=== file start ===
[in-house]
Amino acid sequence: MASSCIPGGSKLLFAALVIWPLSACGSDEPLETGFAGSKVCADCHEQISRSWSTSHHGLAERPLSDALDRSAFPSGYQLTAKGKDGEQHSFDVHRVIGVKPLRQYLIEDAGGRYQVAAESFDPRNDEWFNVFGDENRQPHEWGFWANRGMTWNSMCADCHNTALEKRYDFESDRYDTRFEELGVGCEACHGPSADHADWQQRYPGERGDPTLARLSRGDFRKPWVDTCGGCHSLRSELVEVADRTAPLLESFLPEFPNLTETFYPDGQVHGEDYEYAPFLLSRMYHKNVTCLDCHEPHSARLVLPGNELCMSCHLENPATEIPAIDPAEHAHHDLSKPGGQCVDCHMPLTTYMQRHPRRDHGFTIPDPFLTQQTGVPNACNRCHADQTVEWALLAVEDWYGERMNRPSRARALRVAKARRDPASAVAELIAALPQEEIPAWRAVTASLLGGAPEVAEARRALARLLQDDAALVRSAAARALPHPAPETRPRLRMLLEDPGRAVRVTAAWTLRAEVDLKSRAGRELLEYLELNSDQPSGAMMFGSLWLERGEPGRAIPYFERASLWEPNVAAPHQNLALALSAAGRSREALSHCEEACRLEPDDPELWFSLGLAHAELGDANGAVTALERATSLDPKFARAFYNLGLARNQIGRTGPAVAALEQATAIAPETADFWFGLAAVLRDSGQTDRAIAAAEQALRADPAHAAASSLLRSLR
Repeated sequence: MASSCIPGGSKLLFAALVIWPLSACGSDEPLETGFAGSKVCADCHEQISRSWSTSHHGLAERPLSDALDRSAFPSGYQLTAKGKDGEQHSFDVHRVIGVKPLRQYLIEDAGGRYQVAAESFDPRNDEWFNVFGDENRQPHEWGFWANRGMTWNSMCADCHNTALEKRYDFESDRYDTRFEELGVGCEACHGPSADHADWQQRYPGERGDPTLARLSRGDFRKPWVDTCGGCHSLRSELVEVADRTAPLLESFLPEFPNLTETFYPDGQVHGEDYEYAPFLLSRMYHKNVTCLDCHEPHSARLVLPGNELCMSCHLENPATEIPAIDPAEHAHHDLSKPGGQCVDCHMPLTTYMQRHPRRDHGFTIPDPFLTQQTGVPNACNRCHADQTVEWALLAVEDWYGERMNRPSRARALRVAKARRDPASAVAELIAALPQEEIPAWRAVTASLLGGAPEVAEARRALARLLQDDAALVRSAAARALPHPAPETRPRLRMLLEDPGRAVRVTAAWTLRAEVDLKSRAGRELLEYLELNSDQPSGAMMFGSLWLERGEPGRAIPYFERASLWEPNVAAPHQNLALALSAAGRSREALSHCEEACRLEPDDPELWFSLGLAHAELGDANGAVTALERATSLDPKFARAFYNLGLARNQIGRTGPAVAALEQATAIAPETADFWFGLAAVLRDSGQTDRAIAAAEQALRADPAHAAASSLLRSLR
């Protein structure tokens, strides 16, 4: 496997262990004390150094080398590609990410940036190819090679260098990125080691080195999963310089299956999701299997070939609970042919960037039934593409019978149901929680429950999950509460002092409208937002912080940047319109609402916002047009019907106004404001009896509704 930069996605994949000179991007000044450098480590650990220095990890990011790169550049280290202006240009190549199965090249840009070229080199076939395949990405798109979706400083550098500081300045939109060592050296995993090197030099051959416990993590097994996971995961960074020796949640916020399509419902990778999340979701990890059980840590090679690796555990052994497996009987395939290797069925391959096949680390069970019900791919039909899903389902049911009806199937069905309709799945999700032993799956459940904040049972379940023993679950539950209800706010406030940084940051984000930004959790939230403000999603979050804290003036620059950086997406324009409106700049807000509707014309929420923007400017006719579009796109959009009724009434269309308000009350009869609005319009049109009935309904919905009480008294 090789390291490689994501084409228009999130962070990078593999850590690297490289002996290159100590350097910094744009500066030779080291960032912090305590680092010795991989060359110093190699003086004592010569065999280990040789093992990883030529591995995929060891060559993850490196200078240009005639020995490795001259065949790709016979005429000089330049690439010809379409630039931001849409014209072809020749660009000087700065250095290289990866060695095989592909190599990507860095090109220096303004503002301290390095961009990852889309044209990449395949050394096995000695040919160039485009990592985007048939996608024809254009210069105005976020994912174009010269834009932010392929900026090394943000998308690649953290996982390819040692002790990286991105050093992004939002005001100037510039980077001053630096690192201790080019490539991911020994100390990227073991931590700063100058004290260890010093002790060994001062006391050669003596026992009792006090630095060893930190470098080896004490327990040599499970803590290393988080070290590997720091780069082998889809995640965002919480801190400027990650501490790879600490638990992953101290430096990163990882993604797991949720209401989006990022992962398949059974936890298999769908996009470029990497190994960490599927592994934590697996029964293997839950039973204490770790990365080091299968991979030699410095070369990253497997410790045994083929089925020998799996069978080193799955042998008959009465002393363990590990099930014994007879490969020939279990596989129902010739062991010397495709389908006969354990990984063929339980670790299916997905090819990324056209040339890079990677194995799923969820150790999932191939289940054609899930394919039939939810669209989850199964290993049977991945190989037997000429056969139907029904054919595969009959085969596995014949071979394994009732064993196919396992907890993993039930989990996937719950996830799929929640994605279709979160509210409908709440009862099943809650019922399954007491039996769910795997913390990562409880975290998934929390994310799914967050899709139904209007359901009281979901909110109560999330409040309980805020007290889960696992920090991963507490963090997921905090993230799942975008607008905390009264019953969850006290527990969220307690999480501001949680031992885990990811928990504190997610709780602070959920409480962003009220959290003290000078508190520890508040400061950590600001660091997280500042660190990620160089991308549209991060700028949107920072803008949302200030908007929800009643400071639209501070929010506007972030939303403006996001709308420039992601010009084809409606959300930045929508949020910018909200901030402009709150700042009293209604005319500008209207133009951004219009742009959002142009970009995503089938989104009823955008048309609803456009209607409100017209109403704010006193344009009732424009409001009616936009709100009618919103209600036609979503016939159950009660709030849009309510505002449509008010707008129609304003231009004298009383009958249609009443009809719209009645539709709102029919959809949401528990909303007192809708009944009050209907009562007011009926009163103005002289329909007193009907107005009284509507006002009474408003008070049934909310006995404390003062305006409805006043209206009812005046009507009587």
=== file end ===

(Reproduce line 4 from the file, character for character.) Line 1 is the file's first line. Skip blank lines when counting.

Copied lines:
């Protein structure tokens, strides 16, 4: 496997262990004390150094080398590609990410940036190819090679260098990125080691080195999963310089299956999701299997070939609970042919960037039934593409019978149901929680429950999950509460002092409208937002912080940047319109609402916002047009019907106004404001009896509704 930069996605994949000179991007000044450098480590650990220095990890990011790169550049280290202006240009190549199965090249840009070229080199076939395949990405798109979706400083550098500081300045939109060592050296995993090197030099051959416990993590097994996971995961960074020796949640916020399509419902990778999340979701990890059980840590090679690796555990052994497996009987395939290797069925391959096949680390069970019900791919039909899903389902049911009806199937069905309709799945999700032993799956459940904040049972379940023993679950539950209800706010406030940084940051984000930004959790939230403000999603979050804290003036620059950086997406324009409106700049807000509707014309929420923007400017006719579009796109959009009724009434269309308000009350009869609005319009049109009935309904919905009480008294 090789390291490689994501084409228009999130962070990078593999850590690297490289002996290159100590350097910094744009500066030779080291960032912090305590680092010795991989060359110093190699003086004592010569065999280990040789093992990883030529591995995929060891060559993850490196200078240009005639020995490795001259065949790709016979005429000089330049690439010809379409630039931001849409014209072809020749660009000087700065250095290289990866060695095989592909190599990507860095090109220096303004503002301290390095961009990852889309044209990449395949050394096995000695040919160039485009990592985007048939996608024809254009210069105005976020994912174009010269834009932010392929900026090394943000998308690649953290996982390819040692002790990286991105050093992004939002005001100037510039980077001053630096690192201790080019490539991911020994100390990227073991931590700063100058004290260890010093002790060994001062006391050669003596026992009792006090630095060893930190470098080896004490327990040599499970803590290393988080070290590997720091780069082998889809995640965002919480801190400027990650501490790879600490638990992953101290430096990163990882993604797991949720209401989006990022992962398949059974936890298999769908996009470029990497190994960490599927592994934590697996029964293997839950039973204490770790990365080091299968991979030699410095070369990253497997410790045994083929089925020998799996069978080193799955042998008959009465002393363990590990099930014994007879490969020939279990596989129902010739062991010397495709389908006969354990990984063929339980670790299916997905090819990324056209040339890079990677194995799923969820150790999932191939289940054609899930394919039939939810669209989850199964290993049977991945190989037997000429056969139907029904054919595969009959085969596995014949071979394994009732064993196919396992907890993993039930989990996937719950996830799929929640994605279709979160509210409908709440009862099943809650019922399954007491039996769910795997913390990562409880975290998934929390994310799914967050899709139904209007359901009281979901909110109560999330409040309980805020007290889960696992920090991963507490963090997921905090993230799942975008607008905390009264019953969850006290527990969220307690999480501001949680031992885990990811928990504190997610709780602070959920409480962003009220959290003290000078508190520890508040400061950590600001660091997280500042660190990620160089991308549209991060700028949107920072803008949302200030908007929800009643400071639209501070929010506007972030939303403006996001709308420039992601010009084809409606959300930045929508949020910018909200901030402009709150700042009293209604005319500008209207133009951004219009742009959002142009970009995503089938989104009823955008048309609803456009209607409100017209109403704010006193344009009732424009409001009616936009709100009618919103209600036609979503016939159950009660709030849009309510505002449509008010707008129609304003231009004298009383009958249609009443009809719209009645539709709102029919959809949401528990909303007192809708009944009050209907009562007011009926009163103005002289329909007193009907107005009284509507006002009474408003008070049934909310006995404390003062305006409805006043209206009812005046009507009587």